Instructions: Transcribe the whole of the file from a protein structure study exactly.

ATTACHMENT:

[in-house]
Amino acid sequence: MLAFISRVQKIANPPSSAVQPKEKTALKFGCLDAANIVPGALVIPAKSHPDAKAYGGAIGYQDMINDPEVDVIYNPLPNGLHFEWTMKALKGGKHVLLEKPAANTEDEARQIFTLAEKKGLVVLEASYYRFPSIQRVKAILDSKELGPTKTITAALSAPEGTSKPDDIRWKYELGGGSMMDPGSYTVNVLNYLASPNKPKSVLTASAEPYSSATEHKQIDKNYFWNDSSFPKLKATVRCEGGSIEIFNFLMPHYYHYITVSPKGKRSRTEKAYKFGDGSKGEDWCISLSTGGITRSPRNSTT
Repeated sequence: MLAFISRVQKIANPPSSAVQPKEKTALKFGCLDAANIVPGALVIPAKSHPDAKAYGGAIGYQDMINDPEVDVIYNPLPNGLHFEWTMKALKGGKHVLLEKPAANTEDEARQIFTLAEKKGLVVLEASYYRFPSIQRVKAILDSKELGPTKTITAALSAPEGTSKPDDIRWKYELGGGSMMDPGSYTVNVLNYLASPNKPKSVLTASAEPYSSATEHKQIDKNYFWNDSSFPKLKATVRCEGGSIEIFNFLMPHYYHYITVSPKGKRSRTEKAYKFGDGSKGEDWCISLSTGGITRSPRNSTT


[in-house]
Amino acid sequence: MLAFISRVQKIANPPSSAVQPKEKTALKFGCLDAANIVPGALVIPAKSHPDAKAYGGAIGYQDMINDPEVDVIYNPLPNGLHFEWTMKALKGGKHVLLEKPAANTEDEARQIFTLAEKKGLVVLEASYYRFPSIQRVKAILDSKELGPTKTITAALSAPEGTSKPDDIRWKYELGGGSMMDPGSYTVNVLNYLASPNKPKSVLTASAEPYSSATEHKQIDKNYFWNDSSFPKLKATVRCEGGSIEIFNFLMPHYYHYITVSPKGKRSRTEKAYKFGDGSKGEDWCISLSTGGITRSPRNSTT
Repeated sequence: MLAFISRVQKIANPPSSAVQPKEKTALKFGCLDAANIVPGALVIPAKSHPDAKAYGGAIGYQDMINDPEVDVIYNPLPNGLHFEWTMKALKGGKHVLLEKPAANTEDEARQIFTLAEKKGLVVLEASYYRFPSIQRVKAILDSKELGPTKTITAALSAPEGTSKPDDIRWKYELGGGSMMDPGSYTVNVLNYLASPNKPKSVLTASAEPYSSATEHKQIDKNYFWNDSSFPKLKATVRCEGGSIEIFNFLMPHYYHYITVSPKGKRSRTEKAYKFGDGSKGEDWCISLSTGGITRSPRNSTT